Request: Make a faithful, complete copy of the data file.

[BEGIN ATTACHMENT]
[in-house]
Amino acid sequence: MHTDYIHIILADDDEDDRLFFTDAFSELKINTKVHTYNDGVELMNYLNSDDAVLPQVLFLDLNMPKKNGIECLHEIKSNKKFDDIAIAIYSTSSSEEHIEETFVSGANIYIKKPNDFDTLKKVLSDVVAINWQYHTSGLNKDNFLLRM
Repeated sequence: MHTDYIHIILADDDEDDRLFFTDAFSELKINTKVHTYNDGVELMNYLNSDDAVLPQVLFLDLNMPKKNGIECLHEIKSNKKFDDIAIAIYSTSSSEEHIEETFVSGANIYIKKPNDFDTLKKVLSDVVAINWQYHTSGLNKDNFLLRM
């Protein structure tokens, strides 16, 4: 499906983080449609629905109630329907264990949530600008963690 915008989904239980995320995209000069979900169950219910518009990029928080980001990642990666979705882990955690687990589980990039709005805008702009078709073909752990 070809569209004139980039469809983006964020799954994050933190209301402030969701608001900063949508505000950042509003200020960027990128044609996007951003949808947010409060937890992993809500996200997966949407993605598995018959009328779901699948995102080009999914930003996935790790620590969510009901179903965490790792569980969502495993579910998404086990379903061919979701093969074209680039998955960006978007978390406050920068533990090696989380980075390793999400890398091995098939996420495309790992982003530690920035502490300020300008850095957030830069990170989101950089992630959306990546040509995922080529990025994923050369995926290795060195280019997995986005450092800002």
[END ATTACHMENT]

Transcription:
[in-house]
Amino acid sequence: MHTDYIHIILADDDEDDRLFFTDAFSELKINTKVHTYNDGVELMNYLNSDDAVLPQVLFLDLNMPKKNGIECLHEIKSNKKFDDIAIAIYSTSSSEEHIEETFVSGANIYIKKPNDFDTLKKVLSDVVAINWQYHTSGLNKDNFLLRM
Repeated sequence: MHTDYIHIILADDDEDDRLFFTDAFSELKINTKVHTYNDGVELMNYLNSDDAVLPQVLFLDLNMPKKNGIECLHEIKSNKKFDDIAIAIYSTSSSEEHIEETFVSGANIYIKKPNDFDTLKKVLSDVVAINWQYHTSGLNKDNFLLRM
């Protein structure tokens, strides 16, 4: 499906983080449609629905109630329907264990949530600008963690 915008989904239980995320995209000069979900169950219910518009990029928080980001990642990666979705882990955690687990589980990039709005805008702009078709073909752990 070809569209004139980039469809983006964020799954994050933190209301402030969701608001900063949508505000950042509003200020960027990128044609996007951003949808947010409060937890992993809500996200997966949407993605598995018959009328779901699948995102080009999914930003996935790790620590969510009901179903965490790792569980969502495993579910998404086990379903061919979701093969074209680039998955960006978007978390406050920068533990090696989380980075390793999400890398091995098939996420495309790992982003530690920035502490300020300008850095957030830069990170989101950089992630959306990546040509995922080529990025994923050369995926290795060195280019997995986005450092800002």